Honor releases Informed Retraction statistics
Six students take advantage of the new option to admit their guilt and remain at UVa
The Honor Committee published case summaries Tuesday outlining the instances in which students took advantage of the Honor Committee’s new informed retraction policy since it passed in a referendum in March.
Previously, students were only allowed a Conscientious Retraction, enabling them to remain at the the University by admitting guilt before being accused of an honor violation.
With an Informed Retraction, a student who has committed an honor offense can admit guilt after being reported for an honor offense and take a two-semester leave of absence before returning to the University in good standing.
Since April, 25 students have been reported to the Honor Committee. Of these, six have submitted an Informed Retraction.
Four of the cases have been dropped, two have resulted in the student leaving with an admission of guilt and five have led to formal accusations. The remaining cases are still under investigation.
Committee Chair Evan Behrle, a fourth-year College student, said the new policy has been effective and easily implemented.
“We have a set of forms that are given to each student who is reported to the Honor Committee that explains, in a lot of detail, exactly what the informed retraction is, and why they might take it,” Behrle said. “I think it is working pretty well, and I think the system is much better for it because it just builds into the honor system an opportunity for people to do the right thing even after having made a mistake.”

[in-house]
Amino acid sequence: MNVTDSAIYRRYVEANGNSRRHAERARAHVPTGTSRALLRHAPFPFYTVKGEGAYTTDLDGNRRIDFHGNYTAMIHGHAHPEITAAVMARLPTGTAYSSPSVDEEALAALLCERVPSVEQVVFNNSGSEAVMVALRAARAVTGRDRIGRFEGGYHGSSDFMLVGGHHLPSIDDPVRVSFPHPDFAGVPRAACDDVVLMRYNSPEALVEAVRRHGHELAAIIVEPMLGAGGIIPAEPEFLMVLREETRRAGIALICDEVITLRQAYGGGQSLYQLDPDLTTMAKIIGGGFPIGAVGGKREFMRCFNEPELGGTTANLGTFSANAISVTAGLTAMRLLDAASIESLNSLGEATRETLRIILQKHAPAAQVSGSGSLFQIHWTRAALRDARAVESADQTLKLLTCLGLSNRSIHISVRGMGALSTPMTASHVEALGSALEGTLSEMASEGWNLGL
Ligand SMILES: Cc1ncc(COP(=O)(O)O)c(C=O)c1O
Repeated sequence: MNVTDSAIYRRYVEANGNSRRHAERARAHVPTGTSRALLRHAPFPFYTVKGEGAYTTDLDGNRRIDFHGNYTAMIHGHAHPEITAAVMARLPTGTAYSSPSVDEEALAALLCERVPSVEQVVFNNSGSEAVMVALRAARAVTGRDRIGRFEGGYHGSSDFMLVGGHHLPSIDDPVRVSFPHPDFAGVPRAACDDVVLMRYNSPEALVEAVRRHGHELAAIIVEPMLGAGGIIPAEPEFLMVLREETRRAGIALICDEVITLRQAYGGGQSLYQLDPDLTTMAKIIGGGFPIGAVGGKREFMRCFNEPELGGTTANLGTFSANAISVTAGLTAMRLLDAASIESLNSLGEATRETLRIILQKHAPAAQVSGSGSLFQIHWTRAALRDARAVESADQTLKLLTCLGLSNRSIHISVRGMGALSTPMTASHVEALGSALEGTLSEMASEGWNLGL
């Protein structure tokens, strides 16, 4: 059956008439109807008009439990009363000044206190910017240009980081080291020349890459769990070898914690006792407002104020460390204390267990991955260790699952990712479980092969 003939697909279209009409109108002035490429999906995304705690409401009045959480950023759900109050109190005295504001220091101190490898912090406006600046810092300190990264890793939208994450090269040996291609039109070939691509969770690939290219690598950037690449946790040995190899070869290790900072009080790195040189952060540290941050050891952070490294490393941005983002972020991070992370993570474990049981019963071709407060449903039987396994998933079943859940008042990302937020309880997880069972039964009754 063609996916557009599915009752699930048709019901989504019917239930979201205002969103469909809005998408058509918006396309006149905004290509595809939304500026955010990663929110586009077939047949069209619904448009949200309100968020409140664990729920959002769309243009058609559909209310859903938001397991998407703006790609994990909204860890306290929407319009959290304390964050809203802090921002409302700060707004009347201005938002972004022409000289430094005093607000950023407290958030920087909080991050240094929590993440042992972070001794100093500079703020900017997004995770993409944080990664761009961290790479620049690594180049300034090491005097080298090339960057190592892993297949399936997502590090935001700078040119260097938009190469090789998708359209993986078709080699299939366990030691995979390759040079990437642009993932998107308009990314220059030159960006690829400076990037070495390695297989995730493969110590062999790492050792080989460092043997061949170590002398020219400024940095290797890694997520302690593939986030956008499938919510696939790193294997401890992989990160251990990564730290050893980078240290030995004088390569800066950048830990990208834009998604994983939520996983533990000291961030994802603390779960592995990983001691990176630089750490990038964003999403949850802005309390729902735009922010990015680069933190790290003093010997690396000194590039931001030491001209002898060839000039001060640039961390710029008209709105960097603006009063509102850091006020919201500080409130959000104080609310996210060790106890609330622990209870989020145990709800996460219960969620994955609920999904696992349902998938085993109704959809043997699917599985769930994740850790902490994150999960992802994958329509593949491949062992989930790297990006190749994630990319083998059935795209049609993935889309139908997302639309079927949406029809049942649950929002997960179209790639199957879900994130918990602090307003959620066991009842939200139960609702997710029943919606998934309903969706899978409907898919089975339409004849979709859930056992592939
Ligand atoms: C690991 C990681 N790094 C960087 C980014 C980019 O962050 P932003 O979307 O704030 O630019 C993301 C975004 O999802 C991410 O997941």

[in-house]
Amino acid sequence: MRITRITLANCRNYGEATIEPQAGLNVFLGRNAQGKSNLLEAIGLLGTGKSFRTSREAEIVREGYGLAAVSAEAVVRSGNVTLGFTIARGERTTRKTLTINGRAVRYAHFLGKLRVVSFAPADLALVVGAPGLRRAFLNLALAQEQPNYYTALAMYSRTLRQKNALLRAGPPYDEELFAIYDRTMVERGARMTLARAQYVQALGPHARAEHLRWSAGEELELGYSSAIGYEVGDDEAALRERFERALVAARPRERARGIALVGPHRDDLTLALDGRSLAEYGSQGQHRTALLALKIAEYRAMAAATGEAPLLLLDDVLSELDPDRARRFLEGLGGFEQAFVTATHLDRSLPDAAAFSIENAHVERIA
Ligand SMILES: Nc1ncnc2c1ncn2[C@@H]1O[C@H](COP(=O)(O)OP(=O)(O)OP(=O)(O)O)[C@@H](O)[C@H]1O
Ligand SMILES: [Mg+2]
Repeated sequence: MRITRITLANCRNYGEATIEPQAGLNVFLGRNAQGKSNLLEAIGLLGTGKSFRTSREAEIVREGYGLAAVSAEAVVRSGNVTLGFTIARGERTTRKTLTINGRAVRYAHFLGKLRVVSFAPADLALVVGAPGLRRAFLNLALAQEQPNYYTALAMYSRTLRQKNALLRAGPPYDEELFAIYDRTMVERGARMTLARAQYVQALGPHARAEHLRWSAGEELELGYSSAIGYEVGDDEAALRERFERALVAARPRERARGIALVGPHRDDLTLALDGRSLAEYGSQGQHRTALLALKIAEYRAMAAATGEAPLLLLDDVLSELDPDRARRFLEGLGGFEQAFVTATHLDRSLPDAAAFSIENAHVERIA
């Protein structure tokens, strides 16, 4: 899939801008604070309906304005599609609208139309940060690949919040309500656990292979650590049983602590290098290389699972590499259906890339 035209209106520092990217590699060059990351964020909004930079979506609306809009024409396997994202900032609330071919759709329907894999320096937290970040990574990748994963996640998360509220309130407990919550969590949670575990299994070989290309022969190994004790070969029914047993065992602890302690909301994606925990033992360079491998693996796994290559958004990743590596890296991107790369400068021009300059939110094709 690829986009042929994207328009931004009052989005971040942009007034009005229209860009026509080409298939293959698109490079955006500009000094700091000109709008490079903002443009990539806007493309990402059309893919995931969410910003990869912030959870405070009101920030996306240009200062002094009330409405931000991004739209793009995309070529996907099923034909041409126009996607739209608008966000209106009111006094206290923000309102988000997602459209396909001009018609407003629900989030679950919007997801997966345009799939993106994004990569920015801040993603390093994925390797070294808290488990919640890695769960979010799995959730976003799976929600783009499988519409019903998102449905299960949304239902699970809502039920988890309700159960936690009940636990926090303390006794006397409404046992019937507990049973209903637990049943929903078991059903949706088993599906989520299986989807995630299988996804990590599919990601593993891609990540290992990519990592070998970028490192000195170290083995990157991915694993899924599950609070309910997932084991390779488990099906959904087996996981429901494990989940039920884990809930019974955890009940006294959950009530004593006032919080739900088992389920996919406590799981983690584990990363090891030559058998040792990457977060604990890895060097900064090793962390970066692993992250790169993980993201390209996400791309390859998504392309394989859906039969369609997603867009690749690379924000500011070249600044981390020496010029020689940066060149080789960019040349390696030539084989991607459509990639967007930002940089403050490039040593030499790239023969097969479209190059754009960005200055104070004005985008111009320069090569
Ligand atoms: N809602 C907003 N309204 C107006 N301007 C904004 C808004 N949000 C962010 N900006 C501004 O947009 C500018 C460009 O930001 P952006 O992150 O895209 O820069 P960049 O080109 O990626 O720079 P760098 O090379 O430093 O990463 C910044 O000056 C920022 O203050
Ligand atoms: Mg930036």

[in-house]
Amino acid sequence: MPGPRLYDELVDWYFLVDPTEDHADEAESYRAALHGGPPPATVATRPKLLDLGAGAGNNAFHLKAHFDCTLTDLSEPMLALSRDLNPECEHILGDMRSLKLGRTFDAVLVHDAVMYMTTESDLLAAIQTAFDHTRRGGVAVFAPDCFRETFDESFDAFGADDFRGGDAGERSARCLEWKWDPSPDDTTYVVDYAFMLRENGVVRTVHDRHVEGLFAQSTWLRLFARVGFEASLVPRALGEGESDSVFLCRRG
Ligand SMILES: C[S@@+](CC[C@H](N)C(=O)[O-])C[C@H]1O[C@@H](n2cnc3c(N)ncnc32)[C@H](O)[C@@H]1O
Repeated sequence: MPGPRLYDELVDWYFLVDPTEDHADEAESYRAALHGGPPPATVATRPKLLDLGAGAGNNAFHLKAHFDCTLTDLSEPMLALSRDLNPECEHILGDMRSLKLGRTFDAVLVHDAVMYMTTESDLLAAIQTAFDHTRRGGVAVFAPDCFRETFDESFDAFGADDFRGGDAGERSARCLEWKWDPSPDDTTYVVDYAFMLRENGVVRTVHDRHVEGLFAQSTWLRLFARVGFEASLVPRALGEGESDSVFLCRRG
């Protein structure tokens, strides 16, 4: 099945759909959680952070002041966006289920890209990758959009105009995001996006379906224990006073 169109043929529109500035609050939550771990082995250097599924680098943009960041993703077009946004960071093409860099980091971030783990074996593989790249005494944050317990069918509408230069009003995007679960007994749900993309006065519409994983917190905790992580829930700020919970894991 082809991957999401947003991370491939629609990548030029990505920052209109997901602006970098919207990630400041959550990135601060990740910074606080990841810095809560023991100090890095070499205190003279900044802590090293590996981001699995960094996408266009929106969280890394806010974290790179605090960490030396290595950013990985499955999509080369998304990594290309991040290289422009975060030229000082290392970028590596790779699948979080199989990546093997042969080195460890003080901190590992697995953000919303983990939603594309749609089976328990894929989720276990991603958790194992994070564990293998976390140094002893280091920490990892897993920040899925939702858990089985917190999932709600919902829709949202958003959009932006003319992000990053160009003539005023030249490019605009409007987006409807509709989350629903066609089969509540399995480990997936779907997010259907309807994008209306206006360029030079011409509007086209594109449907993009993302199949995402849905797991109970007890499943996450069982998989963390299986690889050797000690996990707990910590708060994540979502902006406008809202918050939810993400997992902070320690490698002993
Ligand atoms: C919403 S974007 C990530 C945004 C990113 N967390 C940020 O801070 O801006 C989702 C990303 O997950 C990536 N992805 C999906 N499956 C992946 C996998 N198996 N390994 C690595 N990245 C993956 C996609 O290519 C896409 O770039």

Law School student Frank Bellamy, who drafted the original petition for Informed Retraction, said that the data released is largely superficial, and — because of most trials being closed to the public — relatively unenlightening.
“I am glad there are people taking [the Informed Retraction],” he said. “I’m glad that there are people that are still going to trial. I still feel like, being an outsider to honor, I don’t have a whole lot of space to judge.”
Despite his initial trepidations about the impact of Informed Retraction, Behrle said the new system is consistent with the original ideal of the Honor Code.
“I think that what is so brilliant about the Informed Retraction is that it recognizes that the honor system is about striving to live up to an ideal even though we know it will always elude us,” Behrle said. “It’s saying that trying to live a life of integrity is so important that even when we fail… the most important thing to do is get back on your feet and attempt to keep living with integrity.”